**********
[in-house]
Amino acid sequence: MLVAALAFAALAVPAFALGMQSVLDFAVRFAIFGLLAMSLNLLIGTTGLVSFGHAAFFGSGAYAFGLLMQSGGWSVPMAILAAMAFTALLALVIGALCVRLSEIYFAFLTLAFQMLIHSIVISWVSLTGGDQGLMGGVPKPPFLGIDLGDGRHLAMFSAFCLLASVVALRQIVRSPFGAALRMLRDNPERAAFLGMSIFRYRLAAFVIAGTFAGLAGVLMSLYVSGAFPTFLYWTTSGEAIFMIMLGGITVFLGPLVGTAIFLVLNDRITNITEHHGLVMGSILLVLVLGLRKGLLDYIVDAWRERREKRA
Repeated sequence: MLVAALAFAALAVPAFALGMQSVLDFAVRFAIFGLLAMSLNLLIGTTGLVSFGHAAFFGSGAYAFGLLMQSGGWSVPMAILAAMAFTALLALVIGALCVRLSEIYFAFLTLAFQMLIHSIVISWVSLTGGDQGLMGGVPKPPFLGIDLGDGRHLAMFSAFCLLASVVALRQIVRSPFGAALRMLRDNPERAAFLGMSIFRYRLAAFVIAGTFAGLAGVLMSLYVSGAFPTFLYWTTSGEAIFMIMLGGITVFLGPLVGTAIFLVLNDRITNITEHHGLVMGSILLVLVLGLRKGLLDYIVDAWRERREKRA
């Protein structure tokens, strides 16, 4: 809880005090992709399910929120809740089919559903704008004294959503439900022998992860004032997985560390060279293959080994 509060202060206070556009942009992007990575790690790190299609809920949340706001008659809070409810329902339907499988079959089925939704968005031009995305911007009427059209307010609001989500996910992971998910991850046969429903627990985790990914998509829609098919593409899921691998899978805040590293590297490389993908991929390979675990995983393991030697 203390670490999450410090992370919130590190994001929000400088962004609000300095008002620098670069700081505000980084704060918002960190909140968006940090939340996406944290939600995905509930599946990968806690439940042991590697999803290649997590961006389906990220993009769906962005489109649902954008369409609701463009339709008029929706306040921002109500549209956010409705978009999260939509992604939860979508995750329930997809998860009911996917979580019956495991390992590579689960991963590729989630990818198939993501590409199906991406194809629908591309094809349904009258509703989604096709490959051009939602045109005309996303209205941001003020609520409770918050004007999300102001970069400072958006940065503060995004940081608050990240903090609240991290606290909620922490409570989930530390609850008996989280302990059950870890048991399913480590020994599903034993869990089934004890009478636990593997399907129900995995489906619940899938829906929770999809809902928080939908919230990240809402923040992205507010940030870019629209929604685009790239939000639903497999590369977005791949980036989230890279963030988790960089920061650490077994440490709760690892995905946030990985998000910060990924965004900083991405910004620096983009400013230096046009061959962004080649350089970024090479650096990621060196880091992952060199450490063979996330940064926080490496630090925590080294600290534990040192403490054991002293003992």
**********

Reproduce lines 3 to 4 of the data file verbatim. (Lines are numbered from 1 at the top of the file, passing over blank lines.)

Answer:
Repeated sequence: MLVAALAFAALAVPAFALGMQSVLDFAVRFAIFGLLAMSLNLLIGTTGLVSFGHAAFFGSGAYAFGLLMQSGGWSVPMAILAAMAFTALLALVIGALCVRLSEIYFAFLTLAFQMLIHSIVISWVSLTGGDQGLMGGVPKPPFLGIDLGDGRHLAMFSAFCLLASVVALRQIVRSPFGAALRMLRDNPERAAFLGMSIFRYRLAAFVIAGTFAGLAGVLMSLYVSGAFPTFLYWTTSGEAIFMIMLGGITVFLGPLVGTAIFLVLNDRITNITEHHGLVMGSILLVLVLGLRKGLLDYIVDAWRERREKRA
């Protein structure tokens, strides 16, 4: 809880005090992709399910929120809740089919559903704008004294959503439900022998992860004032997985560390060279293959080994 509060202060206070556009942009992007990575790690790190299609809920949340706001008659809070409810329902339907499988079959089925939704968005031009995305911007009427059209307010609001989500996910992971998910991850046969429903627990985790990914998509829609098919593409899921691998899978805040590293590297490389993908991929390979675990995983393991030697 203390670490999450410090992370919130590190994001929000400088962004609000300095008002620098670069700081505000980084704060918002960190909140968006940090939340996406944290939600995905509930599946990968806690439940042991590697999803290649997590961006389906990220993009769906962005489109649902954008369409609701463009339709008029929706306040921002109500549209956010409705978009999260939509992604939860979508995750329930997809998860009911996917979580019956495991390992590579689960991963590729989630990818198939993501590409199906991406194809629908591309094809349904009258509703989604096709490959051009939602045109005309996303209205941001003020609520409770918050004007999300102001970069400072958006940065503060995004940081608050990240903090609240991290606290909620922490409570989930530390609850008996989280302990059950870890048991399913480590020994599903034993869990089934004890009478636990593997399907129900995995489906619940899938829906929770999809809902928080939908919230990240809402923040992205507010940030870019629209929604685009790239939000639903497999590369977005791949980036989230890279963030988790960089920061650490077994440490709760690892995905946030990985998000910060990924965004900083991405910004620096983009400013230096046009061959962004080649350089970024090479650096990621060196880091992952060199450490063979996330940064926080490496630090925590080294600290534990040192403490054991002293003992």